The song that made me think of this is Amarillo by Morning, made popular by George Straight, but it's quite common in a lot of country and pop music. In the verse at the end of the second 4 measure phrase there is one extra measure where the song sort of collects itself before moving on to the chorus. I have a friend that I jam with that puts these kind of one measure pauses into like every song we play, so I was wondering if there was a name for this kind of thing so I can know what to call it when he does it.
Really nice question. Welcome to Music.SE!– Richard ♦Mar 28, 2018 at 10:30
so I can know what to call it when he does it - In your case, I'd call it messing up the arrangement...– StinkfootMar 29, 2018 at 2:40
This is an issue of what we call hypermeter; specify, we can call it a hypermetrical extension. By hypermeter, I mean a metrical structure not at the level of the beat, but at the level of the entire measure.
Try conducting along with "Amarillo"; it's in 4/4 time. After you're used to that, try conducting in 4/4 where every beat is the start of a new measure. It's going to feel really slow, but that's correct: you're actually conducting a quarter of the speed you just did. Starting at 0:20, for instance, you'll conduct one beat every time the bass guitar changes pitch.
Just as 4/4 is a really common meter, a four-measure hypermeter is also very common. They opening hypermetrical phrase is something like this:
1 Amarillo by morn- 2 -ing. 3 Up from San Anton'. 4
With this pattern set up, we expect the four-measure hypermeter to continue. But what happens in the second phrase is there's a fifth measure inserted before the start of the next phrase:
1 Everything that I've 2 got is 3 just what I've got on. 4 5! When that 1 sun is high...
This fifth measure that you're discussing is the hypermetrical extension. (A less fancy term would just be "phrase extension.")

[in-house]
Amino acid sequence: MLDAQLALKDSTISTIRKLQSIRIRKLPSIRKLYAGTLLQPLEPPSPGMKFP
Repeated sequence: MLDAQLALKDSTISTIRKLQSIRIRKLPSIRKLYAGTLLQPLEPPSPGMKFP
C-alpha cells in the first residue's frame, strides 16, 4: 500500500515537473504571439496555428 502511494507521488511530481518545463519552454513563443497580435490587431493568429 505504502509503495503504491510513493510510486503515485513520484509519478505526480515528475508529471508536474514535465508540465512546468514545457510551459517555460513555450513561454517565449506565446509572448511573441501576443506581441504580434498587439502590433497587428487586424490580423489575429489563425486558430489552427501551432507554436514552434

For the opposite of this process, check out "Every Little Thing She Does is Magic" by The Police. Conduct the four-measure hypermeter at the start; your conducting will match the bass guitar pitches. It may even be helpful to count out the slow "1 2 3 4" as you're conducting. You should notice something a little strange around 0:45! Here they actually shorten the hypermeter, opting instead for a three-measure hypermetrical phrase.
Edit: This "Amarillo by Morning" is a bit more interesting than that: when he returns to the "Amarillo by Morning" text at 0:46, he inserts a section with only three measures in the hypermeter. This means that, zoomed in, there are two "errors" in the hypermeter: one bit is one measure too long, one is one measure too short. But from a global perspective, it results in a normative 16 measures of hypermeter; clever!
4Good gracious! There's a name for everything, it seems. I should warn you that if you mention a 'hypermetrical extension' to most practical musicians he won't have the slightest idea what you're talking about. Stick to 'that extra bar before the chorus'.– LaurenceMar 28, 2018 at 10:42
2I don't disagree :-)– Richard ♦Mar 28, 2018 at 10:47
I’ve always understood hypermeter to have a bit of an illusory element inherent in its presentation that you then have to weed through, not the other way around. Conducted at tempo, couldn’t this also be a 4-beat turnaround rather than extension? Also an extension suggests the prolongation of a musical idea rather than of repose? Third, wouldn’t the material in the 5th line be the start of another 4-bar phrase? I haven’t listened to the song but this is my reaction to the question and your answer here. Mar 28, 2018 at 12:04
3Wouldn't shortening a 4-bar to 3 be "hypometer" ? :-) Mar 28, 2018 at 12:46
3@CarlWitthoft Here, hyper- = "a level above", not "longer than expected". :)– Rosie FMar 28, 2018 at 22:04